Remember when turning 50, let alone 60 or 70 was unimaginable? My partner turned 75 last week, an event we celebrated by having a dinner party with 10 friends, four of whom are 80 and older, and guess what? We kept the festivities going until close to midnight, so I guess we are not quite old coots, yet! (When my daughter reported the next morning that she had stayed out until 3 am dancing to one of her favourite bands, it made our late night seem quite humble.)
Peter and I met 41 years ago on a bus headed to New York City to join demonstrations at the United Nations Second Special Session on Disarmament (UNSSSOD), although I had espied him earlier that year when he and some colleagues were perched atop a (not yet active) transmission tower as part of a demonstration to stop the opening of the Darlington nuclear power plant.
Our passion and commitment to making the world a better place is what brought us together, and it’s something we continue to share, although, it must be admitted, with less of the hopefulness we had in 1982.
Changing the world
Much to his chagrin, Peter is a descendent of Sir Henry Dundas, who was responsible for enough wrongdoing that the family name is being removed from streets and parks in many parts of Canada. Peter set out to ensure that, despite his moniker, his life would stand for something positive. He has been a political activist for six decades, engaging with a wide range of social wrongs too long to list here. He has a healthy criminal record for some of those activities but, more important I think, is his work to encourage and support others to become activists. In the 1980s and ‘90s, he was an ardent and charismatic public speaker on the importance of collective resistance, which almost always led to increased numbers of people joining our work.
This belief that making positive change was possible and that each of us shared in the responsibility for doing so is what has driven Peter for all the years I have known him, and it is working with others who share this passion that has led to his closest friendships and greatest joys.
It has also, at times, made life more difficult than it would otherwise have been, particularly for the kids — two brought by each of us to our relationship — in our house. They tired of the constant meetings, waking up to a house full of activists sleeping on the floor before, during and after demonstrations, fielding calls from people who had been arrested and what must have seemed to them an endless list of boycotts.
On that long and ever-changing list were war toys. One of our sons, determined to have a GI Joe doll, decided to steal it, since we wouldn’t buy it for him. He got caught and told the security guard about the boycott. The security guard clearly thought that having a pacifist father was punishment enough, and there were no further consequences.
Peter and I both believe that living collectively is an essential part of creating a new world. For many years, we worked hard to establish an intentional rural community of political activists near Kingston. There were some hopeful and joyful moments and lots of challenges. The challenges ultimately won out, and we reverted to nuclear family living, to our ongoing regret.
While political activism may form the core of who Peter is, there’s more to him than that. Spending time in nature is one of his favourite things. When we lived in the country, he knew the land like the back of his hand, and could lead me unerringly through acres of forest to find one specific tree or, even more remarkable to a city girl like me, a particular rock. A day spent sitting by the river, alone, with no stimulation other than his surroundings, is Peter’s idea of pure happiness.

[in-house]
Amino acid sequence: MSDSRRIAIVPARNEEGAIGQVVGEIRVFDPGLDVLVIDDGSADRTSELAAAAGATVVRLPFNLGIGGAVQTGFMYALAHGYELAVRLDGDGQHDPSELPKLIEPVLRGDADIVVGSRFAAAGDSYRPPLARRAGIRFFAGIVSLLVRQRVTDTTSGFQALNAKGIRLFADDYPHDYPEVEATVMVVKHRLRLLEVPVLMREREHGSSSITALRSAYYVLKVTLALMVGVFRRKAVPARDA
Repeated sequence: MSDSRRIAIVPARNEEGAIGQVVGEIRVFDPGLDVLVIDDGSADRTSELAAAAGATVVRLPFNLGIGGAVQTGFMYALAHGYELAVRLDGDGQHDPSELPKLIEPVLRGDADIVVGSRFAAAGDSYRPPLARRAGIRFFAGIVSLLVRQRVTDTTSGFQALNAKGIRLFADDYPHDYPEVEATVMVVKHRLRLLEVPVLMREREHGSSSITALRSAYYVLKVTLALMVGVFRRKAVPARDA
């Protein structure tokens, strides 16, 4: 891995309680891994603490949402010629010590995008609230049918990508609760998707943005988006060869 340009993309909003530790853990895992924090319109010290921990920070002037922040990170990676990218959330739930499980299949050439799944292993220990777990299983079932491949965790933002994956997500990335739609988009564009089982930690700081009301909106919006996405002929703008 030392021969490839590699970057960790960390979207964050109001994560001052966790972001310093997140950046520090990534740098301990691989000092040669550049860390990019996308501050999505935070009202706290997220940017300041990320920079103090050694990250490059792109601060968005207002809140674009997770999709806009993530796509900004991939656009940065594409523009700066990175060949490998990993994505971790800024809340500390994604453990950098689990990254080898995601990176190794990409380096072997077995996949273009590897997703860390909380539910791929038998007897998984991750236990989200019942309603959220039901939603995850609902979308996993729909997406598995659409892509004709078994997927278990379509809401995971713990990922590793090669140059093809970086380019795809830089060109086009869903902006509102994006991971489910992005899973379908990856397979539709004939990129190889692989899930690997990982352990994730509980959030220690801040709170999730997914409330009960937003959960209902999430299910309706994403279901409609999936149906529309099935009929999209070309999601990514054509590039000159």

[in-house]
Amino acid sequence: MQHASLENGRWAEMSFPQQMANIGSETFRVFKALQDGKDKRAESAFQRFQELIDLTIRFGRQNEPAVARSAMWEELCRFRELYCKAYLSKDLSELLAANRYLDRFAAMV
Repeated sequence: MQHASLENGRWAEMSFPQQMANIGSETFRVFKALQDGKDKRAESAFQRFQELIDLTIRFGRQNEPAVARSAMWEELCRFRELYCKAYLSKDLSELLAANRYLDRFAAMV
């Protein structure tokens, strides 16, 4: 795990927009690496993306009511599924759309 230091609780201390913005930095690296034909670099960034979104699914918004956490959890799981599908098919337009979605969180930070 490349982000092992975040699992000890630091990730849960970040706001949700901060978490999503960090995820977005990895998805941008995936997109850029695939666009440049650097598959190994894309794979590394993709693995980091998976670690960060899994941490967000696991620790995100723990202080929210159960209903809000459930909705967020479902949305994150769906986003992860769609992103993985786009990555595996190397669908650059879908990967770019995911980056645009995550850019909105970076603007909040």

Music is also central to who Peter is. He’d be a hands-down winner on a name-that-tunes game show. Perhaps the best birthday gift he received on turning 75 was a four-hour-plus playlist of his favourite tunes put together by our closest friends, but we all agreed that had they included everything he likes, the list would have run to days and days of listening time.
Peter knows a lot about a lot of things. He is a geography, science and nature whiz, cleaning up in those categories whenever we play Trivial Pursuit. When he remembers, he plays Worldle, a game I refuse to play because, as my daughter has said, it just makes me feel stupid, and who needs that? For Peter, it’s a slam dunk. He’s our in-house weatherman, with a not-so-secret desire to be a tornado chaser.
He can fix the wiring on a lamp, put in a toilet, tell you the names and histories of every country in Africa, build a house and summon up information about obscure weather events, but don’t talk to him about modern technology. Cell phones – forget it. In fact, the truth is that he doesn’t even like talking on the phone that much – he’s an in-person kind of guy. And, 90% of the time, that’s just fine. But, I have to say that my life would be a lot easier if he could send or respond to the odd text message or learn how to check messages on his cell phone. (Yes, he has one – but is it charged up? Can he remember where he left it? Did he even bring it along?)
Is he perfect? No. His life has been full of health problems and injuries. He tends to leave a trail behind him as he moves through the house. He is more comfortable in silence than I will ever be. He almost never remembers to put the car keys where they are supposed to go. He likes anchovies and sardines. Our cat likes him more than she likes me.
But, he has been a critical part of me becoming who I am, and I can’t imagine anyone with whom I would rather share my life. Even after all this time together, we continue to discover new things about one another, still make each other laugh, have plans for many adventures to come, and our passion for making the world a better place burns bright.
Happy birthday, Peter!